The University of Michigan has moved to end a nine-month negotiation with the union representing its graduate student instructors and assistants, offering the group its “last, best and final offer.”
The three-year contract proposal, which comes a week before the fall semester begins, includes varying pay increases for graduate employees at the university’s three campuses, improved workplace safety policies and lower healthcare costs.
The Graduate Employees’ Organization, or GEO 3550, is one of the oldest graduate student unions in the country. It represents roughly 2,300 graduate employees teaching at the University of Michigan’s Ann Arbor, Dearborn and Flint campuses.
Union members are expected to vote on the offer this week. If the union accepts the deal, it could bring an end to the nearly five-month strike, the longest in GEO 3550’s 53-year history.
Earlier this month, the union rejected a previous contract proposal that did not address its concerns over public safety, disability accommodations or pay parity across the three campuses.
Although the University of Michigan still described the negotiations as “contentious” on Sunday, the university and union have acknowledged that significant compromise has been made on both sides in recent weeks.
Meeting in the middle
The university’s latest offer includes a 20% raise over three years for Ann Arbor graduate employees and a 10.5% raise over the same period for those at Dearborn. Flint graduate employees would receive an increase of about 9% a year.
Union leadership Monday lauded some of the progress made but stopped short of unequivocally endorsing the new deal.
“Graduate workers have taken big risks and endured significant hardship to stand up for each other, and now the Administration has agreed to many proposals that it previously claimed were infeasible or even impossible,” Jared Eno, president of the union, said in a statement.
However, Eno added that the administration still hadn’t added key proposals to the offer.
“The bedrock of this campaign has been solidarity, and grad workers will decide together how to proceed,” Eno said.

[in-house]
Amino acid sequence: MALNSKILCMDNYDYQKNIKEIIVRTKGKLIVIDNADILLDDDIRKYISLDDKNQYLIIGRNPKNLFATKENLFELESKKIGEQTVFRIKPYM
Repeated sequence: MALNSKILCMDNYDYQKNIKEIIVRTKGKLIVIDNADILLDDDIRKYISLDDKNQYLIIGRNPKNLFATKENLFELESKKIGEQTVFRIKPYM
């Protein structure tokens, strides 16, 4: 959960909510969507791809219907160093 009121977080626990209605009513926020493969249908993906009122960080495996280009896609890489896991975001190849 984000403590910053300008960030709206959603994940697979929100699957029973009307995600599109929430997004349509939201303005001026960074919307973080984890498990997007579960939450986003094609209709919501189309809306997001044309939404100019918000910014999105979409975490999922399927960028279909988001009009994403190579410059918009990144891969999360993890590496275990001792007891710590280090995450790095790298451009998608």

The more pressing sticking points involve health and safety proposals both in the classroom and on campus.
For example, the union sought COVID-concious health guidelines, including improved filtration in instructional spaces and an allowance for graduate instructors to require masks in class.
Instead, the latest university proposal would classify providing well-fitted masks as a reasonable accommodation for immunocompromised workers and allow employees to bring their own portable air filtration to work. Instructors could also request a class be taught remotely if in-person instruction is canceled over health and safety concerns, under the university’s offer.
Campus safety has also been a focal point for the union, which has pushed for a university-funded, community-led unarmed emergency response program instead of a campus police force.
The university’s offer includes a promise from University of Michigan President Santa Ono to support that type or program, according to Lina Alam, co-chair of the union’s communications committee.
“That’s definitely the biggest movement we’ve seen on that front,” Alam said Monday. “At the beginning of negotiations, academic HR said they couldn’t even discuss anything related to nonpolice response teams.”
Additionally, the contract proposal would create a three-year pilot program designed to help graduate employees leave unhealthy working relationships “including abusive, discriminatory and/or harassing relationships.”
“It is our belief that this proposal is more than sufficient to make a positive vote for a tentative agreement by GEO members a clear-cut decision,” Laurie McCauley, the university’s provost, said in a statement.
While the proposal represents the formal stop to the negotiation process, a no-vote from the union doesn’t necessarily mark the end of its work or the strike, Alam said.
“If members are deeply discontent with this offer and don’t want to ratify it, I don’t think the fight is over,” she said.
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